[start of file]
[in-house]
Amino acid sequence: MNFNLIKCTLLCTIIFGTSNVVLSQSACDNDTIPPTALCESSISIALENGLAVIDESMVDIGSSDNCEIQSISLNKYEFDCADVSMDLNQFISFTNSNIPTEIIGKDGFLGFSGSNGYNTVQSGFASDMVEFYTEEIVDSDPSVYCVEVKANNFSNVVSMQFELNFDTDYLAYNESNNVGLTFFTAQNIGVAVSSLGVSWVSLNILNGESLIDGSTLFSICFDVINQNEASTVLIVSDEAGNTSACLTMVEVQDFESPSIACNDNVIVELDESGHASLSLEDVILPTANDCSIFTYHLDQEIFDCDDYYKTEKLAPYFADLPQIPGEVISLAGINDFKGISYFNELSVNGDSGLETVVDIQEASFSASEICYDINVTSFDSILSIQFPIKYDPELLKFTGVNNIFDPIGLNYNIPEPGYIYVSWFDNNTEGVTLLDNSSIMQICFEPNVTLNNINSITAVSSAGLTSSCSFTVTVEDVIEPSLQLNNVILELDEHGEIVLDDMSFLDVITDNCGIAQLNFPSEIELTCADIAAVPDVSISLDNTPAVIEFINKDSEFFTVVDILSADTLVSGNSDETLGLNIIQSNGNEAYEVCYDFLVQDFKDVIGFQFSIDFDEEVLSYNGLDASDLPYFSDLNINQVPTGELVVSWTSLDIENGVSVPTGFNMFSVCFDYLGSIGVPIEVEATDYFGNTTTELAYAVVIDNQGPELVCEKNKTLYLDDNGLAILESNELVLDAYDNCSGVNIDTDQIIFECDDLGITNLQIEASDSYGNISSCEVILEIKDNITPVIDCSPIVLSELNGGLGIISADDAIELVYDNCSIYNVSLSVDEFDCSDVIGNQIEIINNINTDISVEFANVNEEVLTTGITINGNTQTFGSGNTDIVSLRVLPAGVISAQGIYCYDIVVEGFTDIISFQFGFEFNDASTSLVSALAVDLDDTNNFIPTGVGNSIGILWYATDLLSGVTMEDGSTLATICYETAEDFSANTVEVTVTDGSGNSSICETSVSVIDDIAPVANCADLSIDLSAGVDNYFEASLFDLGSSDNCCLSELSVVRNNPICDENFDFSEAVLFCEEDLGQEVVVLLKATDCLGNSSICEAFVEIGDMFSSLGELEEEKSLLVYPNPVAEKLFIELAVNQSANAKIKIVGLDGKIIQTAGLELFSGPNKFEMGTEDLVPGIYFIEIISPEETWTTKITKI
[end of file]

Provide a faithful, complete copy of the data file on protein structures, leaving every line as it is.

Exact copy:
[in-house]
Amino acid sequence: MNFNLIKCTLLCTIIFGTSNVVLSQSACDNDTIPPTALCESSISIALENGLAVIDESMVDIGSSDNCEIQSISLNKYEFDCADVSMDLNQFISFTNSNIPTEIIGKDGFLGFSGSNGYNTVQSGFASDMVEFYTEEIVDSDPSVYCVEVKANNFSNVVSMQFELNFDTDYLAYNESNNVGLTFFTAQNIGVAVSSLGVSWVSLNILNGESLIDGSTLFSICFDVINQNEASTVLIVSDEAGNTSACLTMVEVQDFESPSIACNDNVIVELDESGHASLSLEDVILPTANDCSIFTYHLDQEIFDCDDYYKTEKLAPYFADLPQIPGEVISLAGINDFKGISYFNELSVNGDSGLETVVDIQEASFSASEICYDINVTSFDSILSIQFPIKYDPELLKFTGVNNIFDPIGLNYNIPEPGYIYVSWFDNNTEGVTLLDNSSIMQICFEPNVTLNNINSITAVSSAGLTSSCSFTVTVEDVIEPSLQLNNVILELDEHGEIVLDDMSFLDVITDNCGIAQLNFPSEIELTCADIAAVPDVSISLDNTPAVIEFINKDSEFFTVVDILSADTLVSGNSDETLGLNIIQSNGNEAYEVCYDFLVQDFKDVIGFQFSIDFDEEVLSYNGLDASDLPYFSDLNINQVPTGELVVSWTSLDIENGVSVPTGFNMFSVCFDYLGSIGVPIEVEATDYFGNTTTELAYAVVIDNQGPELVCEKNKTLYLDDNGLAILESNELVLDAYDNCSGVNIDTDQIIFECDDLGITNLQIEASDSYGNISSCEVILEIKDNITPVIDCSPIVLSELNGGLGIISADDAIELVYDNCSIYNVSLSVDEFDCSDVIGNQIEIINNINTDISVEFANVNEEVLTTGITINGNTQTFGSGNTDIVSLRVLPAGVISAQGIYCYDIVVEGFTDIISFQFGFEFNDASTSLVSALAVDLDDTNNFIPTGVGNSIGILWYATDLLSGVTMEDGSTLATICYETAEDFSANTVEVTVTDGSGNSSICETSVSVIDDIAPVANCADLSIDLSAGVDNYFEASLFDLGSSDNCCLSELSVVRNNPICDENFDFSEAVLFCEEDLGQEVVVLLKATDCLGNSSICEAFVEIGDMFSSLGELEEEKSLLVYPNPVAEKLFIELAVNQSANAKIKIVGLDGKIIQTAGLELFSGPNKFEMGTEDLVPGIYFIEIISPEETWTTKITKI